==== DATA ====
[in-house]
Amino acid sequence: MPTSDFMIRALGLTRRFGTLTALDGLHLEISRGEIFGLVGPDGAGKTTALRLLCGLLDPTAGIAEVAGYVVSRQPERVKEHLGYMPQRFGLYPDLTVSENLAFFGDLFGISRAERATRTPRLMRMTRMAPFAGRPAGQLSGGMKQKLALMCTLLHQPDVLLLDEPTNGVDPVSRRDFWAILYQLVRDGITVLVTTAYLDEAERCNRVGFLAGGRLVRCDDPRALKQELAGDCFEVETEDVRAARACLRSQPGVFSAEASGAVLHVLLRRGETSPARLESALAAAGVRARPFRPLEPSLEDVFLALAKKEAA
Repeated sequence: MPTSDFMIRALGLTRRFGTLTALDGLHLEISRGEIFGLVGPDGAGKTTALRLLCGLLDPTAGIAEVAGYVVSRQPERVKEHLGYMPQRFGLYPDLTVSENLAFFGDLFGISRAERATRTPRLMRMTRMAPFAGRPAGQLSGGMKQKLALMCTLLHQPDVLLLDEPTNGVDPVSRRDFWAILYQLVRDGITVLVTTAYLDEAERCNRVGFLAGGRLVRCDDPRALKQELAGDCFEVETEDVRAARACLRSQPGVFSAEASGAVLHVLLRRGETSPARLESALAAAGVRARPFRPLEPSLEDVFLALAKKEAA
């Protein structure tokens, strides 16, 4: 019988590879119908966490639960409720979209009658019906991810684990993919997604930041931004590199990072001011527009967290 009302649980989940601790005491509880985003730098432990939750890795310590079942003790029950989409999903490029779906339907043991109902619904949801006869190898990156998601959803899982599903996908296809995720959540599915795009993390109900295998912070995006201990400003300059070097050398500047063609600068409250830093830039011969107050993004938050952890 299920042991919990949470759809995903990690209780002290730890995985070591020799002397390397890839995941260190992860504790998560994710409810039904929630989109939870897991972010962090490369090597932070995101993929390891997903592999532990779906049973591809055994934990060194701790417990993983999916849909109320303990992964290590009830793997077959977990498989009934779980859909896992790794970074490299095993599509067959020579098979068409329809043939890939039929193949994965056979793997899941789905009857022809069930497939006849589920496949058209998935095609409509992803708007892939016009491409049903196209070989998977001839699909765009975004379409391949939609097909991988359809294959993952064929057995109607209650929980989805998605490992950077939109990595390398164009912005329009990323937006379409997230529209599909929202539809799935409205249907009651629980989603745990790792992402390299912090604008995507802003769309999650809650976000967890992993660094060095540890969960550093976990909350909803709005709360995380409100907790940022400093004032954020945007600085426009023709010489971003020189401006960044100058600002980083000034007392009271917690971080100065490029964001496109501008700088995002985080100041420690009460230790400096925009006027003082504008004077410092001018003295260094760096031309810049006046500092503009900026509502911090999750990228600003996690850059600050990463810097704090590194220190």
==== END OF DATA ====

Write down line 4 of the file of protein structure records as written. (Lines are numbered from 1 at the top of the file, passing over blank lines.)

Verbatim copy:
């Protein structure tokens, strides 16, 4: 019988590879119908966490639960409720979209009658019906991810684990993919997604930041931004590199990072001011527009967290 009302649980989940601790005491509880985003730098432990939750890795310590079942003790029950989409999903490029779906339907043991109902619904949801006869190898990156998601959803899982599903996908296809995720959540599915795009993390109900295998912070995006201990400003300059070097050398500047063609600068409250830093830039011969107050993004938050952890 299920042991919990949470759809995903990690209780002290730890995985070591020799002397390397890839995941260190992860504790998560994710409810039904929630989109939870897991972010962090490369090597932070995101993929390891997903592999532990779906049973591809055994934990060194701790417990993983999916849909109320303990992964290590009830793997077959977990498989009934779980859909896992790794970074490299095993599509067959020579098979068409329809043939890939039929193949994965056979793997899941789905009857022809069930497939006849589920496949058209998935095609409509992803708007892939016009491409049903196209070989998977001839699909765009975004379409391949939609097909991988359809294959993952064929057995109607209650929980989805998605490992950077939109990595390398164009912005329009990323937006379409997230529209599909929202539809799935409205249907009651629980989603745990790792992402390299912090604008995507802003769309999650809650976000967890992993660094060095540890969960550093976990909350909803709005709360995380409100907790940022400093004032954020945007600085426009023709010489971003020189401006960044100058600002980083000034007392009271917690971080100065490029964001496109501008700088995002985080100041420690009460230790400096925009006027003082504008004077410092001018003295260094760096031309810049006046500092503009900026509502911090999750990228600003996690850059600050990463810097704090590194220190």